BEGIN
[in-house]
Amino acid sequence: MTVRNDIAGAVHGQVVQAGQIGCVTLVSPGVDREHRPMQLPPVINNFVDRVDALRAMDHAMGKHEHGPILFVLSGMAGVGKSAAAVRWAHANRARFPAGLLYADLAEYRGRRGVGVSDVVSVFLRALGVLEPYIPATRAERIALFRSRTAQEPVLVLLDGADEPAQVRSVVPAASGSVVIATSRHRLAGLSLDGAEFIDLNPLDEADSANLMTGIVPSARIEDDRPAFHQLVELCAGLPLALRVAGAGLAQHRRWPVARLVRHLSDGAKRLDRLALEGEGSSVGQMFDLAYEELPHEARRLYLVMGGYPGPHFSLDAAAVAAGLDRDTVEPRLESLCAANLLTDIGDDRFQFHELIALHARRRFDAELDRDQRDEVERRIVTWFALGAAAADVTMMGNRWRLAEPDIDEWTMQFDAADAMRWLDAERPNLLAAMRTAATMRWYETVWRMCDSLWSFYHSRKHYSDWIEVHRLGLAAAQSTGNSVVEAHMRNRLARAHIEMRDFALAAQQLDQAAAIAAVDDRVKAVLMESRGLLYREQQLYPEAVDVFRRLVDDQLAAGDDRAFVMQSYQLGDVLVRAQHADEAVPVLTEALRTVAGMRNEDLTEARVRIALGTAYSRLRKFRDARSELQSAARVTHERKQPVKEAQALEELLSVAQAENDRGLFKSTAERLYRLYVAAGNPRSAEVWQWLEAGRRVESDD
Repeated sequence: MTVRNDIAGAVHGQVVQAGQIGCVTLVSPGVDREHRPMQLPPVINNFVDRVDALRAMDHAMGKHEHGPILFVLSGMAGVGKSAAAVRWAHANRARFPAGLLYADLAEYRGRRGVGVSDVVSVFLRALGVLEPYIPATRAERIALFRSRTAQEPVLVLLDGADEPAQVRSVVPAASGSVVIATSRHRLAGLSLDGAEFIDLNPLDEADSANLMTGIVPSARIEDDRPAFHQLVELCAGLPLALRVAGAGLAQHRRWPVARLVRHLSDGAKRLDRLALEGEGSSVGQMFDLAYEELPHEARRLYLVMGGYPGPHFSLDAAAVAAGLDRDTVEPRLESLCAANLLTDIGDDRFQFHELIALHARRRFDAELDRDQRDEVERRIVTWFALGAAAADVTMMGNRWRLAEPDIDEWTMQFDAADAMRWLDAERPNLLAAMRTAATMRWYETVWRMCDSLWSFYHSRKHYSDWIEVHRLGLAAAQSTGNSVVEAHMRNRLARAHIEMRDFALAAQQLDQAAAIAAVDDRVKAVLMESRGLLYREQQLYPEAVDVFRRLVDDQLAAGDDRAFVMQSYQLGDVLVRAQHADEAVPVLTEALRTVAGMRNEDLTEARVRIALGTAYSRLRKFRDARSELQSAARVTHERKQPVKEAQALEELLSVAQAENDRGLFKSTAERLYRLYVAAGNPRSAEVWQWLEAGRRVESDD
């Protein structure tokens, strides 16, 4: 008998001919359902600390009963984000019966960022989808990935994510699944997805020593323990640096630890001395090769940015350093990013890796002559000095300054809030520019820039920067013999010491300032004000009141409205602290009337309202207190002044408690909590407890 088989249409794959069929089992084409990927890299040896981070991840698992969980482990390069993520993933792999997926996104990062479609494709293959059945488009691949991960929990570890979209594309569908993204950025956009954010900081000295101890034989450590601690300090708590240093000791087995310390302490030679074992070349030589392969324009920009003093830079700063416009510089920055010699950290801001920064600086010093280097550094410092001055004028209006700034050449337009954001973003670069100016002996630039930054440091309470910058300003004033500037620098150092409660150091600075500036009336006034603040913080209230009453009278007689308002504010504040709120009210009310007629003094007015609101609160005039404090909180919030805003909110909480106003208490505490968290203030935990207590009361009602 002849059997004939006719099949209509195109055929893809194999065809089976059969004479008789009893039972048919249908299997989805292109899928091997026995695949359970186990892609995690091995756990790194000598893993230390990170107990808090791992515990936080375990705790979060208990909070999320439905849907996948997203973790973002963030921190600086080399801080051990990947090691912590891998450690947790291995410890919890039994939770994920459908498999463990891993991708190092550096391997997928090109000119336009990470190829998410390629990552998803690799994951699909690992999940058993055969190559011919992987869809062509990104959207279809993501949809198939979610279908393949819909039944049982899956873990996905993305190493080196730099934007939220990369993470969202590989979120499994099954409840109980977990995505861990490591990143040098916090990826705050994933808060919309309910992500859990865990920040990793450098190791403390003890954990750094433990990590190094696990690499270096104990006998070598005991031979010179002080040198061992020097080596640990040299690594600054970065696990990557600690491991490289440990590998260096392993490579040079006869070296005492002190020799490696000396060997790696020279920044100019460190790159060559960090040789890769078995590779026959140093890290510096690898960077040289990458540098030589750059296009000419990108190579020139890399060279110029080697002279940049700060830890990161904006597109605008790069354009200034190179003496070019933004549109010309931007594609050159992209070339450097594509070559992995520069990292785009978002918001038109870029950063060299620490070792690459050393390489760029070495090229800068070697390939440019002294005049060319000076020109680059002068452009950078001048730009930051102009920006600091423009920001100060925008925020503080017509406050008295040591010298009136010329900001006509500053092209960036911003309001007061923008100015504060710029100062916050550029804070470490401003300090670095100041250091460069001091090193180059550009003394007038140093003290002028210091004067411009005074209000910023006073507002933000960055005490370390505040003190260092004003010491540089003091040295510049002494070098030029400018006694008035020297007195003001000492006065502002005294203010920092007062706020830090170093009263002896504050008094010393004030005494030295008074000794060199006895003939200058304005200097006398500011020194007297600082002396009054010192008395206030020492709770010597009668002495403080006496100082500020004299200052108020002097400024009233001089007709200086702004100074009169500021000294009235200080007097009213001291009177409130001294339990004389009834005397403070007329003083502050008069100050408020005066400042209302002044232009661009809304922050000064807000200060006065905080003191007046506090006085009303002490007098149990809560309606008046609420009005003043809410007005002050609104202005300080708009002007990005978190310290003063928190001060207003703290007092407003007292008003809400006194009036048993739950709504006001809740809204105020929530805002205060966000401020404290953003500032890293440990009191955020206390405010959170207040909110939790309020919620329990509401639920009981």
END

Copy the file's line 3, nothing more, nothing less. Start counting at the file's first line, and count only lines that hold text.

Repeated sequence: MTVRNDIAGAVHGQVVQAGQIGCVTLVSPGVDREHRPMQLPPVINNFVDRVDALRAMDHAMGKHEHGPILFVLSGMAGVGKSAAAVRWAHANRARFPAGLLYADLAEYRGRRGVGVSDVVSVFLRALGVLEPYIPATRAERIALFRSRTAQEPVLVLLDGADEPAQVRSVVPAASGSVVIATSRHRLAGLSLDGAEFIDLNPLDEADSANLMTGIVPSARIEDDRPAFHQLVELCAGLPLALRVAGAGLAQHRRWPVARLVRHLSDGAKRLDRLALEGEGSSVGQMFDLAYEELPHEARRLYLVMGGYPGPHFSLDAAAVAAGLDRDTVEPRLESLCAANLLTDIGDDRFQFHELIALHARRRFDAELDRDQRDEVERRIVTWFALGAAAADVTMMGNRWRLAEPDIDEWTMQFDAADAMRWLDAERPNLLAAMRTAATMRWYETVWRMCDSLWSFYHSRKHYSDWIEVHRLGLAAAQSTGNSVVEAHMRNRLARAHIEMRDFALAAQQLDQAAAIAAVDDRVKAVLMESRGLLYREQQLYPEAVDVFRRLVDDQLAAGDDRAFVMQSYQLGDVLVRAQHADEAVPVLTEALRTVAGMRNEDLTEARVRIALGTAYSRLRKFRDARSELQSAARVTHERKQPVKEAQALEELLSVAQAENDRGLFKSTAERLYRLYVAAGNPRSAEVWQWLEAGRRVESDD